Hangin’ with Henry and talking about setting fundraising goals
It is the first Thursday of the month, which can only mean one thing at DonorDreams blog. We’re “Hangin’ With Henry” today and talking about when goal setting for fundraising campaigns becomes a little counter-intuitive. Henry characterizes it as “when raising more money is easier than raising less”.
For those of you who subscribe to DonorDreams blog and get notices by email, you will want to click this link to view this month’s featured YouTube video. If you got here via your web browser, then you can click on the video graphic below.
If you clicked through and watched Henry’s 3:33 minute short video, then you saw him playing with a rubber band as he described the challenges associated with setting campaign goals that are too big as well as too small.
I loved this analogy, and it reminded me of a story about one of my favorite donors.
I had been recently hired as the new executive director, and my start date just so happened to align with annual campaign season. During my first week on the job, I learned that the board’s idea of an annual campaign involved sending 10 letters to their friends asking for $100 each. There were no in-person visits, and only a few people were following up with phone calls. Needless to say, there wasn’t much money being raised.
So, I decided to jump in with both feet and change the campaign by introducing a face-to-face, in-person solicitation strategy. In addition to selling the board on the idea and bringing some training to the table, I started looking around the community for seasoned fundraising volunteers who I could recruit to work five pledge cards.
Of course, I started developing my prospect list by reviewing previous year’s donor honor roll lists (because of course they didn’t own a donor database. UGH!).
Shortly after identifying a few people with the right set of fundraising skills and experiences, I found myself in the office of someone who would become one of my favorite donors of all time. As I sat in this person’s office, I asked him to consider renewing his pledge and working five pledge cards. I’ll never forget the words he uttered immediately after I asked for these two commitments.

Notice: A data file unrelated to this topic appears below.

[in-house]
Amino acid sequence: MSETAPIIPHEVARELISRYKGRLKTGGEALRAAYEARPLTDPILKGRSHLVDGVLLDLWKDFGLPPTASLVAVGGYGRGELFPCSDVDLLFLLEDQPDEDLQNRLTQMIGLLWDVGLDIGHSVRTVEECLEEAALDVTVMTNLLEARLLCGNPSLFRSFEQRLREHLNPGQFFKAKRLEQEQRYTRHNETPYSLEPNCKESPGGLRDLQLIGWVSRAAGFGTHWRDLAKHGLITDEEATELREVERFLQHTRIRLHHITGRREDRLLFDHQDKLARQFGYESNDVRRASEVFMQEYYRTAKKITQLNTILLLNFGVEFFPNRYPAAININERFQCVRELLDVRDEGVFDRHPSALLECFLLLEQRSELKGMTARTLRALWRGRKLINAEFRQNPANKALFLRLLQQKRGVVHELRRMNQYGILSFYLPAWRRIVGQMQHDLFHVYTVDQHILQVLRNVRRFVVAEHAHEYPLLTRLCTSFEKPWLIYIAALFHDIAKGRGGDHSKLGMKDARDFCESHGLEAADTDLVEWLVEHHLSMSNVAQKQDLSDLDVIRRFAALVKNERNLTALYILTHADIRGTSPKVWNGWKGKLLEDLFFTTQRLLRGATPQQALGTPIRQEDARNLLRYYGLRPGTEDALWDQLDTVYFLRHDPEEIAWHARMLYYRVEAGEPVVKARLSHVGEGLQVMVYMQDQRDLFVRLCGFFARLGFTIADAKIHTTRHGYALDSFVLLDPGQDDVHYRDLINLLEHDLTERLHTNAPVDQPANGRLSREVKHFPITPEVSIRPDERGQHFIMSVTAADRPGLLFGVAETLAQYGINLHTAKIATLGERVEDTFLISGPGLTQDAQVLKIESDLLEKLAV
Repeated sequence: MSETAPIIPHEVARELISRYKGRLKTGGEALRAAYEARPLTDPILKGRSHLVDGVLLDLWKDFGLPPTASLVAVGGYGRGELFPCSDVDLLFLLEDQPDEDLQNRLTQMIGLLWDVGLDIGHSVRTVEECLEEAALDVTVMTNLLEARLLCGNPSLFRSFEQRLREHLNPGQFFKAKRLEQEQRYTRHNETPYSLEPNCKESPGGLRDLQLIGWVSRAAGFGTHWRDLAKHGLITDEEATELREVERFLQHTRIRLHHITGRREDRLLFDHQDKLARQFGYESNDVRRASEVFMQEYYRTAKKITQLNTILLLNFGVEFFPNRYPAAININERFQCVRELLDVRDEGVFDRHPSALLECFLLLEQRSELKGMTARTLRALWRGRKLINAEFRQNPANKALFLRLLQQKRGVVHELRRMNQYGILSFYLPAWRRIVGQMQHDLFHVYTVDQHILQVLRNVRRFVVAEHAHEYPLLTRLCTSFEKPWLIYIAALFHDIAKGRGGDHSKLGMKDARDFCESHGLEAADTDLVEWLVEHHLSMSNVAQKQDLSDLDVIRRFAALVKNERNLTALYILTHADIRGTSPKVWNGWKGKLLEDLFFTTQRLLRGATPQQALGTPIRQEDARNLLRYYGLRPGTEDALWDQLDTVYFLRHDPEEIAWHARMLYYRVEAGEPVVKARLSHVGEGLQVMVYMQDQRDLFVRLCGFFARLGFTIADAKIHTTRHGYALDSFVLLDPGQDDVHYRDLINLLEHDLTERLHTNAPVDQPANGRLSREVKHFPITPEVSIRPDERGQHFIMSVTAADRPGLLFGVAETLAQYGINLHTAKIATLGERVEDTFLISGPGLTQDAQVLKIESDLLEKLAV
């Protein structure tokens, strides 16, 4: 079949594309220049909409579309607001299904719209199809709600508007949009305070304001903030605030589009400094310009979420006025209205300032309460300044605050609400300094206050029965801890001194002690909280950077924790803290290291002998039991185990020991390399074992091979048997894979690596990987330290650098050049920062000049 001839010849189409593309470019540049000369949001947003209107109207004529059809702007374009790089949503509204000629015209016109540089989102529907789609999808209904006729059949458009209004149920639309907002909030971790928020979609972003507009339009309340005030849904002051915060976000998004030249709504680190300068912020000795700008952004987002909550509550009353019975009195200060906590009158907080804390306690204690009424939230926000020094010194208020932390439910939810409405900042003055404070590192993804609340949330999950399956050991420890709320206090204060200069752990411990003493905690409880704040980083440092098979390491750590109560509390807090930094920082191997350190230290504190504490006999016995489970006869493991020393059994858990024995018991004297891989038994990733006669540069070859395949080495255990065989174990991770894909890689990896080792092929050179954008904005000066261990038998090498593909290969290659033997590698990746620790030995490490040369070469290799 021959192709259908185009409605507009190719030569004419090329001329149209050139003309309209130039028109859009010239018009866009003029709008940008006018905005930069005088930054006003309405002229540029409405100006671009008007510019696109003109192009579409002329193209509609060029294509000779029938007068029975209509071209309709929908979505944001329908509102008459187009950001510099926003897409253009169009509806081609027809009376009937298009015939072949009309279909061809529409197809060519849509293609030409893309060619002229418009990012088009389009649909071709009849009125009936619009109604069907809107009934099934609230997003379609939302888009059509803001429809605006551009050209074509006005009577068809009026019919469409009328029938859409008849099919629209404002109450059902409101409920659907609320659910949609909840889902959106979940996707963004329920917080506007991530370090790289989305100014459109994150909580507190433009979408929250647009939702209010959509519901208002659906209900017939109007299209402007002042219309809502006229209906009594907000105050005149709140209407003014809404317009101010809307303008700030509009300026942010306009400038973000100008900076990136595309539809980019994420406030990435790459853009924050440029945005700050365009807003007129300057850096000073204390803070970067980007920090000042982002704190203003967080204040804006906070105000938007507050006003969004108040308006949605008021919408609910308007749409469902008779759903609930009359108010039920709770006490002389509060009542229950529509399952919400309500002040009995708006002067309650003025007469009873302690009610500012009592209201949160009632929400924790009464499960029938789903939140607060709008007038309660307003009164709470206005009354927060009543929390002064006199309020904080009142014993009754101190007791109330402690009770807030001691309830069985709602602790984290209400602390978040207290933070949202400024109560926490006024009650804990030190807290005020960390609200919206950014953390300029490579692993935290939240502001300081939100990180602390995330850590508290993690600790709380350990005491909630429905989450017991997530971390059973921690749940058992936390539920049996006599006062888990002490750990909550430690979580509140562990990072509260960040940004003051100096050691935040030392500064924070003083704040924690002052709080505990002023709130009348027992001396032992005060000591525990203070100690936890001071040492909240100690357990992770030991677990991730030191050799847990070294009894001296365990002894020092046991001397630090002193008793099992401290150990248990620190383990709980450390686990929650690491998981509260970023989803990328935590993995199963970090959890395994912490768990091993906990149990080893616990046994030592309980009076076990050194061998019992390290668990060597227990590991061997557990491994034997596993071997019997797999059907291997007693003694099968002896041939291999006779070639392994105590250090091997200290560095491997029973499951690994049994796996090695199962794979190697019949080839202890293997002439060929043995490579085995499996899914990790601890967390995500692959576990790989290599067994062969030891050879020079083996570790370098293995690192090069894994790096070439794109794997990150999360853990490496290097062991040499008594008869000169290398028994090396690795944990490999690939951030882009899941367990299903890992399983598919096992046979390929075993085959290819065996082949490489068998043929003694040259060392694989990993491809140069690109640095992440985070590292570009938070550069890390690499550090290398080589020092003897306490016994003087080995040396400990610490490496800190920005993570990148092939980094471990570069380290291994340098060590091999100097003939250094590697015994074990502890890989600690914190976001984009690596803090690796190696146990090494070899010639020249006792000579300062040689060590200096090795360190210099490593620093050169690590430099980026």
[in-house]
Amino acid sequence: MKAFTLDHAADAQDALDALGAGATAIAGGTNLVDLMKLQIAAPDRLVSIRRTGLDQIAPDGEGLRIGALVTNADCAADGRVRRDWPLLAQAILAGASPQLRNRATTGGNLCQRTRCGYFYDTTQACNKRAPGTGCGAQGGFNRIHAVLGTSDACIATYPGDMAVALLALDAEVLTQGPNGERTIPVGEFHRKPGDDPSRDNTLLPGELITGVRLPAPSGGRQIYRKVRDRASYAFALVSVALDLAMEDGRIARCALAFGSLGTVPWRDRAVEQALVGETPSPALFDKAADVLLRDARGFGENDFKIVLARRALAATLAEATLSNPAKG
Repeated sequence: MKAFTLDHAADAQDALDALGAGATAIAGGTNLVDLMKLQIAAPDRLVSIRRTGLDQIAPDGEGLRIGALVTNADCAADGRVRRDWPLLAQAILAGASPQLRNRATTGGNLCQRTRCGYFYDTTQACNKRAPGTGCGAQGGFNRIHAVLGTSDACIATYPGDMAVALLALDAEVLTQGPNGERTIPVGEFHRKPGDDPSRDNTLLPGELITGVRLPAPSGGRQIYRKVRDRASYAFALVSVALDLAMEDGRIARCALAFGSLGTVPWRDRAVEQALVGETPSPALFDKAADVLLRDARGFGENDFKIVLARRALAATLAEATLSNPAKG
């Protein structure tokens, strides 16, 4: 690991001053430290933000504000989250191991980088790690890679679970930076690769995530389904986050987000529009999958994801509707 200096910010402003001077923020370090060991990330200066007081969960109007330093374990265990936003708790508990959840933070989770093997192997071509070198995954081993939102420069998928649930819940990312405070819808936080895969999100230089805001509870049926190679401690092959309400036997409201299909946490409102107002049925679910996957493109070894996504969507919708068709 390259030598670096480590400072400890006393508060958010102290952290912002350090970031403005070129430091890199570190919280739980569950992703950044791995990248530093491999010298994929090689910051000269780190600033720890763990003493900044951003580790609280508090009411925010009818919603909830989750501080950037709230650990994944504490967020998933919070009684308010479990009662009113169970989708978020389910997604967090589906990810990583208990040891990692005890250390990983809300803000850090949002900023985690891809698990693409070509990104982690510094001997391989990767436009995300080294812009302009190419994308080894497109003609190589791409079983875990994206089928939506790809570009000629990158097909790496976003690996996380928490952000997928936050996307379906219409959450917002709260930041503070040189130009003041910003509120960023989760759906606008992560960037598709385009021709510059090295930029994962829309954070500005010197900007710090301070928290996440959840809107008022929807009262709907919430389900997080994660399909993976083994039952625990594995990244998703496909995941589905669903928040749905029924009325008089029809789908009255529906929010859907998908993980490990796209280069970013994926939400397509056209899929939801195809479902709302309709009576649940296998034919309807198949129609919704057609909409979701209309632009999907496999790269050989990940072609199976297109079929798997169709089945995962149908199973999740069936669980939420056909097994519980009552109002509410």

He said . . .
“Erik, you’re new to town so please understand that I’m not the guy you ask to work five pledge cards valued at a few hundred dollars for your annual campaign with a goal of $20,000. I’m the guy you ask to help raise millions of dollars for your capital campaign.”
He promptly reached into the middle drawer of his desk, pulled out a checkbook, wrote a check for the amount I asked him to pledge, and sent me on my merry way.
I walked away from that meeting with the following thoughts:
- I failed to ask him for a large enough pledge because he simply wrote a check right on the spot
- Our annual campaign goal was too small and didn’t inspire people to stretch
Henry captures this idea so perfectly in 3:33 minutes and with a rubber band as a prop. If I could go back in time and talk to my young fundraising professional self, I would share this YouTube video with him.
Learn a lesson from me. Consider sharing Henry’s video and my blog with your resource development committee or your board of directors before setting your next fundraising campaign or event goal. I suspect you may be surprised at the discussion that ensues.
A word of caution . . . please don’t mishear Henry. He is NOT saying you should set lofty, unreasonable goals because that rubber band will break and donor confidence in your organization will evaporate. He is simply suggesting that the idea of “stretching” is a powerful engagement tool in your fundraising toolbox both for donors and volunteers.
Please take a minute to share your thoughts and experiences in the comment box below.
- How do you go about setting your fundraising goals?
- How do you prepare your board members and fundraising volunteers for this conversation?
- Do you have any fun personal stories like the one I just shared?
If you want to purchase a complete set of videos or other fundraising resources from Henry Freeman, you can do so by visiting the online store at H. Freeman Associates LLC. You can also sign-up for quarterly emails with a FREE online video and discussion guide by clicking here.
Here’s to your health!
Founder & President, The Healthy Non-Profit LLC